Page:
I left Manhattan in the cold – the kind of cold where the wind is gritted with ice as it roars down the avenues. But I’ve returned to New York in the snow, smothered under drifts of white, so I had to stump to the bar in my boots to meet my friend Bob the costume guy, whom I found in reflective mood.
“This used to be a sailor’s bar” he told me as we took our drinks to a table tucked away in the corner in the warm.
“It might still be a sailor’s bar for all I know. But back in the day, that was a kind of code. I used to come here sometimes. There was a beautiful drag queen who used to play the piano and sing Gilbert and Sullivan. It was a scene.
I was in the navy once. Did you ever know that?”
“Seriously?” The thought of Bob, so at home with trimming and velvet and beading and brocade bracing the main stays and avast-ing and yo-ho-ho-ing was incongruous to say the least.
“It was the draft for Vietnam. I knew I didn’t want to go into the army, no way, so I joined up for the navy. They had by far the best outfits too.
I’d moved to New York and was working as a dancer at the time, though, I wasn’t exactly Fred Astaire. And I had this romance with a beautiful boy – well, we were both beautiful boys then – who was auditioning left right and centre to be a singer. And he couldn’t be in the draft because he had a limp or one leg shorter than the other so he’d march and just keep going round in circles, I don’t know.
Well I started my training, and I was tired, dog tired, all the time. And I kept waking up in the morning with bruises on my legs. I just didn’t know what was going on. It turned out I was sleep walking, so they sent me to a clinic for two weeks to sleep and get monitored, which is about the best kind of navy training you can get. Anyway, the long and short of it is sleepwalkers are not welcome on navy ships. I guess we might walk off the plank by accident. So I was honorably discharged and sent home.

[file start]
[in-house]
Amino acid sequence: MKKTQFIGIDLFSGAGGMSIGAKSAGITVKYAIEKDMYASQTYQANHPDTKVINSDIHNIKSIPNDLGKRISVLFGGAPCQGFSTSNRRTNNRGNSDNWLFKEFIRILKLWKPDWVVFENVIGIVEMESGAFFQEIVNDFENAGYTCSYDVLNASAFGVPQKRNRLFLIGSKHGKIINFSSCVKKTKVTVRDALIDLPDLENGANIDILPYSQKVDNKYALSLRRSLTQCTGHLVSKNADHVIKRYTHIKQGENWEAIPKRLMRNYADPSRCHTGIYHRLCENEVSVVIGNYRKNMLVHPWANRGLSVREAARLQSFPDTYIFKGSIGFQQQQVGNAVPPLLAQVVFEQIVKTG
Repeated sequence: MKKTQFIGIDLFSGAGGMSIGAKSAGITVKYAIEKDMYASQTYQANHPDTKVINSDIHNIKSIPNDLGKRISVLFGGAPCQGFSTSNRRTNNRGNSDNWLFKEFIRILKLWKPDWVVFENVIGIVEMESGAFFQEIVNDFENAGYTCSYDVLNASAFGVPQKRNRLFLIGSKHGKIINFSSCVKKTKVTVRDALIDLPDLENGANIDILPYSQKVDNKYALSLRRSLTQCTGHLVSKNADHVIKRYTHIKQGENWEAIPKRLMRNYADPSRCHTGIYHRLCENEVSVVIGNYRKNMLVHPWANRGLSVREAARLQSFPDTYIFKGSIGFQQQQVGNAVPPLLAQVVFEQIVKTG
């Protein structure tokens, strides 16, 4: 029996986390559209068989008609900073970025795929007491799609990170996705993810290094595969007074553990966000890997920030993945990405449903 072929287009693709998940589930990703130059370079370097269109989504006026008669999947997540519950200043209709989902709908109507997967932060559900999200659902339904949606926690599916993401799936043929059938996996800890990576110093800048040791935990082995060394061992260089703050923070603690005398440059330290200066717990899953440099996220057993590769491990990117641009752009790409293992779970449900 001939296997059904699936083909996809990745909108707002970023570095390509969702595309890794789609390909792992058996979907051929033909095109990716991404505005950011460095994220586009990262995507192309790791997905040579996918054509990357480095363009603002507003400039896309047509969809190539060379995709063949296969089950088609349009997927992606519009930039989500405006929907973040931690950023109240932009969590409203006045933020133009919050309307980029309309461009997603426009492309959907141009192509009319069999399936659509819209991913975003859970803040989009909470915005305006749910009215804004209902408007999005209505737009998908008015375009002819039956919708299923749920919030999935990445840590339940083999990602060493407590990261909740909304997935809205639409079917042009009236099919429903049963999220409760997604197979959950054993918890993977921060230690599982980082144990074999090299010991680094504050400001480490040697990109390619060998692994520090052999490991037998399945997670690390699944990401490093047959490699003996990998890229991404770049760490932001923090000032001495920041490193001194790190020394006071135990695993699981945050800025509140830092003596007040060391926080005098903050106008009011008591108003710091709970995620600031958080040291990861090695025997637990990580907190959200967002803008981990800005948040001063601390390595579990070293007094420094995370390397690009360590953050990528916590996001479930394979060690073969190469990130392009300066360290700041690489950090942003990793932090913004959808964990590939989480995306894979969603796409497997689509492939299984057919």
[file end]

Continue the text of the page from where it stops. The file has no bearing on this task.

I sailed into New York a few days before New Years. It was cold, as cold as this. We all got up early – about 5, I think, and we stood there, watching Manhattan emerging from the dark. As the light got greyer we could see the city, touched with snow, towering out of the water. There were ice chunks floating past the ship, I remember, and when they moved the reflection of the lights rippled. And my face felt as though the wind was slapping into it with wet rope, but I didn’t move. It was, well, it was beautiful. Vietnam was behind me, the year was ahead of me. I was going to be a dancer. It was the start of life.
When I got off the boat, my friend, the singer, was waiting for me. He’d taken the morning off from his job – I think he was working in a shop – and he came to meet me off the boat. It was about 9 by that time, and he’d been waiting since 7. He was chilled through. And so was I. So we went to a bar and sat by the fire, and had a stiff drink. And it was the first time that New York felt like my home.”
Later, I asked him if he remembered what he drank.
“Manhattans, of course.”
Manhattan1 measure rye whiskey ½ measure sweet vermouth 2 dashes of bitters Maraschino cherry or orange twist to garnish
Shake over ice then serve